Turkey tips for a tasty Thanksgiving

Thanksgiving is a feast fit for a queen, but that usually means lots of planning, shopping and cooking so here are some quick and easy-to-follow tips that will make preparing your turkey day a breeze.

We met up with Alex Guarnaschelli, Food Network star and executive chef of Butter Restaurant for her best turkey tips.

Turkey size

The rule of thumb is to buy about a pound to a pound and a half per person, so if you've got a family of 10 to feed and you want some juicy leftovers your best bet is a 15 to 20 pound bird and you'll wind up with some savory leftovers for lunch.

Turkey thaw

Frozen turkeys are very popular but they can literally take days to thaw. Here is your best and safest bet; thaw it in your refrigerator in its original wrapping on a platter to catch any juices. The key here is to give it about 24 hours of thaw time for about every 4 pounds, that means a 20 pound turkey can take up to 5 days in the fridge. Here is an easy to follow guide from the National turkey federation http://www.fsis.usda.gov/factsheets/turkey_basics_safe_thawing/index.asp

If you're in a time crunch you can 'cold water' thaw by submerging the wrapped turkey in cold tap water. A 20 pound turkey will take you about 10 hours with this method. Make sure you change the water every 30 minutes.

Turkey cooking time

Your turkey is cooked when it reaches about185 degrees Fehrenheit. The only way to know for sure is to use a thermometer and insert it in the plumpest part of the thigh and it shouldn't touch the bone. An easy and fool proof way is to buy your turkey with a pop up thermometer. Once your bird is perfectly cooked the thermometer will pop up. Just take it out of the oven and let it sit for about ½ an hour before you carve it.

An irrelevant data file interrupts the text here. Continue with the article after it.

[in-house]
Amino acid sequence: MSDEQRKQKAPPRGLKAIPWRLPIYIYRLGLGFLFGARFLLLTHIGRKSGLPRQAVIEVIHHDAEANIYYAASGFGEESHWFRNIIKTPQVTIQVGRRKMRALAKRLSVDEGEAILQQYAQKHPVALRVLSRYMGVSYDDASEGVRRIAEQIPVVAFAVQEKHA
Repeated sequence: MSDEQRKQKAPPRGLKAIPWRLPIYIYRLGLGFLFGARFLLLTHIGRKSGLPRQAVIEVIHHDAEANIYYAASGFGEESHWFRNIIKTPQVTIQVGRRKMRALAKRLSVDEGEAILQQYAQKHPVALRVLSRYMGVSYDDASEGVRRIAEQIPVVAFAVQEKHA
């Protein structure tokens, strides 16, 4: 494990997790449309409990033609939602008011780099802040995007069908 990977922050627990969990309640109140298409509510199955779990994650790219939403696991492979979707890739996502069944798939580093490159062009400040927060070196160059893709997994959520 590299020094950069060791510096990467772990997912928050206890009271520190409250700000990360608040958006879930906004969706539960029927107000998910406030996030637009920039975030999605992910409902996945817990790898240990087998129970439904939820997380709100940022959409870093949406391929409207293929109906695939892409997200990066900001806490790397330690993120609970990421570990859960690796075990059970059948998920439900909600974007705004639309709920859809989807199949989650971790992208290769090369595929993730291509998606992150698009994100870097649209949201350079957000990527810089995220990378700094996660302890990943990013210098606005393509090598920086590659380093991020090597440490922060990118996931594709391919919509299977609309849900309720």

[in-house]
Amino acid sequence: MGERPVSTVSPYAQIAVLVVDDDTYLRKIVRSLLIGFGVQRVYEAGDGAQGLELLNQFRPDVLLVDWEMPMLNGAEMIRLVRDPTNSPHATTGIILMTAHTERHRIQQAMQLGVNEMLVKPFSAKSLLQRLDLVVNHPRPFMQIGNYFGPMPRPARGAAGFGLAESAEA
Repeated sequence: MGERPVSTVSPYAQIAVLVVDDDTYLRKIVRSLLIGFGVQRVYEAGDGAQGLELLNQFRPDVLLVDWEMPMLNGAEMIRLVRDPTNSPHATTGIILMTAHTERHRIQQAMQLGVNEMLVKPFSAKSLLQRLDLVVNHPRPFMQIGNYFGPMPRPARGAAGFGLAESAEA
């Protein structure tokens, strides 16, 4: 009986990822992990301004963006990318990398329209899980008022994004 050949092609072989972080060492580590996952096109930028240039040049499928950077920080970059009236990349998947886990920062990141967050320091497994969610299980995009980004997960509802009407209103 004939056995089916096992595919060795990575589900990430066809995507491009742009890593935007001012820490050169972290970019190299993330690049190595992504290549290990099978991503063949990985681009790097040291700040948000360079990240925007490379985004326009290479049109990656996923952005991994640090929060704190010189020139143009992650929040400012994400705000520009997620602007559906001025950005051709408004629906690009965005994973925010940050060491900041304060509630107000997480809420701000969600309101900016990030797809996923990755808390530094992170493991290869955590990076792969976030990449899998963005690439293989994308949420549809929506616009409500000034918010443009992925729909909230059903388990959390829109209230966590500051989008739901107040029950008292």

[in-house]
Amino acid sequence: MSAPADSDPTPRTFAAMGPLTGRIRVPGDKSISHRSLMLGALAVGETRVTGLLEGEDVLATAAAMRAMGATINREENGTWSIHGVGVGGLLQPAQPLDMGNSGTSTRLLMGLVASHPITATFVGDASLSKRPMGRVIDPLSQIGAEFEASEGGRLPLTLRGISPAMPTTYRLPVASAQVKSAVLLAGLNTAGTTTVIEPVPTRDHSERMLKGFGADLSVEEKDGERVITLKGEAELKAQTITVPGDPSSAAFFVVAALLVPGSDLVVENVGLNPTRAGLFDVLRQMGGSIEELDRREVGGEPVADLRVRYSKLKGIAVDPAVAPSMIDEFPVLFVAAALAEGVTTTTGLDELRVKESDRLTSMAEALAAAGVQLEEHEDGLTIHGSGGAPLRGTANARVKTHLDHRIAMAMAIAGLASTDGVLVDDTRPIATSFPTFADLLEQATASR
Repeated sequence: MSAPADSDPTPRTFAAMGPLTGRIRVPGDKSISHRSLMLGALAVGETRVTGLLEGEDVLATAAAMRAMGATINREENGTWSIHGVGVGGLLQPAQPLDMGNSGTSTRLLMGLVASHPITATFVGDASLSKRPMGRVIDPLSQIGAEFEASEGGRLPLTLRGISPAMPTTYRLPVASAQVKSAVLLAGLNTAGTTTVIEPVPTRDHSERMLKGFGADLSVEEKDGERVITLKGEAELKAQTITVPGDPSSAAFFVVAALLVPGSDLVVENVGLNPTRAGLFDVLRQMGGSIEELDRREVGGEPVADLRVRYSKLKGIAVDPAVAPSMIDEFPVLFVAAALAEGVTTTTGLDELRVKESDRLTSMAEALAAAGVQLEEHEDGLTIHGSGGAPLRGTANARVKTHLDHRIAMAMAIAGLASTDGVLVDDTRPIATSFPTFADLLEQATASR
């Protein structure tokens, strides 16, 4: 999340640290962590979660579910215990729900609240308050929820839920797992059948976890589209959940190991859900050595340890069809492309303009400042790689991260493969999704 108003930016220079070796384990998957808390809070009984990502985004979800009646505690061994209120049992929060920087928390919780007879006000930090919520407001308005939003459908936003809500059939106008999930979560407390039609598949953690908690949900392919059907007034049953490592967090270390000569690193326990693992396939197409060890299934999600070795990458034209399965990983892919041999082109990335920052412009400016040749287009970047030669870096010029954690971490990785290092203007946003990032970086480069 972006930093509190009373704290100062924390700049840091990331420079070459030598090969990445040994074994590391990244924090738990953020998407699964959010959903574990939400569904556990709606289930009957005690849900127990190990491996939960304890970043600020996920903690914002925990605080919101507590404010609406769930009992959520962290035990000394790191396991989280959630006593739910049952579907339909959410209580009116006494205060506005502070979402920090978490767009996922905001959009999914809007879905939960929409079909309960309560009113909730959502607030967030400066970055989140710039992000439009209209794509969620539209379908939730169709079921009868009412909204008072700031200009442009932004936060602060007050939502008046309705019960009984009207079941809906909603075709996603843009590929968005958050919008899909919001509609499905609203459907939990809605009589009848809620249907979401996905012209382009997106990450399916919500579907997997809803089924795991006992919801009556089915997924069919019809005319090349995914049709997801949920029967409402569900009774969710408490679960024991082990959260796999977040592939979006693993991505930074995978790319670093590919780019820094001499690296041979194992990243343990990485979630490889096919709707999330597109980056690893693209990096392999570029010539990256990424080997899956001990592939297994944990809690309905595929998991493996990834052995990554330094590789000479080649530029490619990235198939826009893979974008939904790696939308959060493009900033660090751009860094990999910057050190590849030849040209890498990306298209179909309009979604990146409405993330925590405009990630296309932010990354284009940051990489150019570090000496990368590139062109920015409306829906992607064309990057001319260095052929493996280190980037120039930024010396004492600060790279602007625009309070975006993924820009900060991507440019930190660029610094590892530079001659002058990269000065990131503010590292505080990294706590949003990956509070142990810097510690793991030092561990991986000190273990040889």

Turkey fry

The standard oven roasted bird is the most common and most traditional way to cook your turkey. Deep-frying is becoming more and more popular but smaller birds work better for this method. Start by removing and tossing the neck and giblets, clean and dry the turkey then set aside and prep your fryer. It's safest to deep-fry a turkey outdoors in a propane fryer.

A safe way to determine how much oil you need is to put your thawed turkey in the fryer and add water until the top of the turkey is just about covered, as demonstrated in this episode. Remove the turkey and drain all that trapped water from the turkey back into the fryer and measure that mark. Just make sure you have about 5 inches from the water line to the top of the fryer so the oil doesn't bubble and boil over when you're cooking the turkey. There should also be a 'safe' fill line on your fryer, so use that as a guide and make sure you don't overfill. It could be very dangerous.

Fill with peanut oil to the proper fill line and then preheat the oil to about 350 to 375 degrees. Now is a good time to season your turkey. Once your oil is hot enough, turn off the flame and lower your turkey into the fryer, very very slowly! After the turkey is safely inside the fryer you can turn the heat back on. Cooking time is about 3 ½ minutes per pound. That means a 12 pound turkey will only take you about 42 minutes to cook. You want the internal temperature of the dark meat to reach about 175 to 185 degrees. After it's done cooking, turn off the heat and remove from oil and let sit for about 20 minutes before putting on a platter and carving. This will be one crisp and tasty bird! Enjoy.

I hope these turkey tips help. Here are some more tips from moms all over the country.

Have a wonderful thanksgiving. See you next time.

Below are two moms who share some tips on how they get more for their money by shopping at Walmart for their Thanksgiving meal.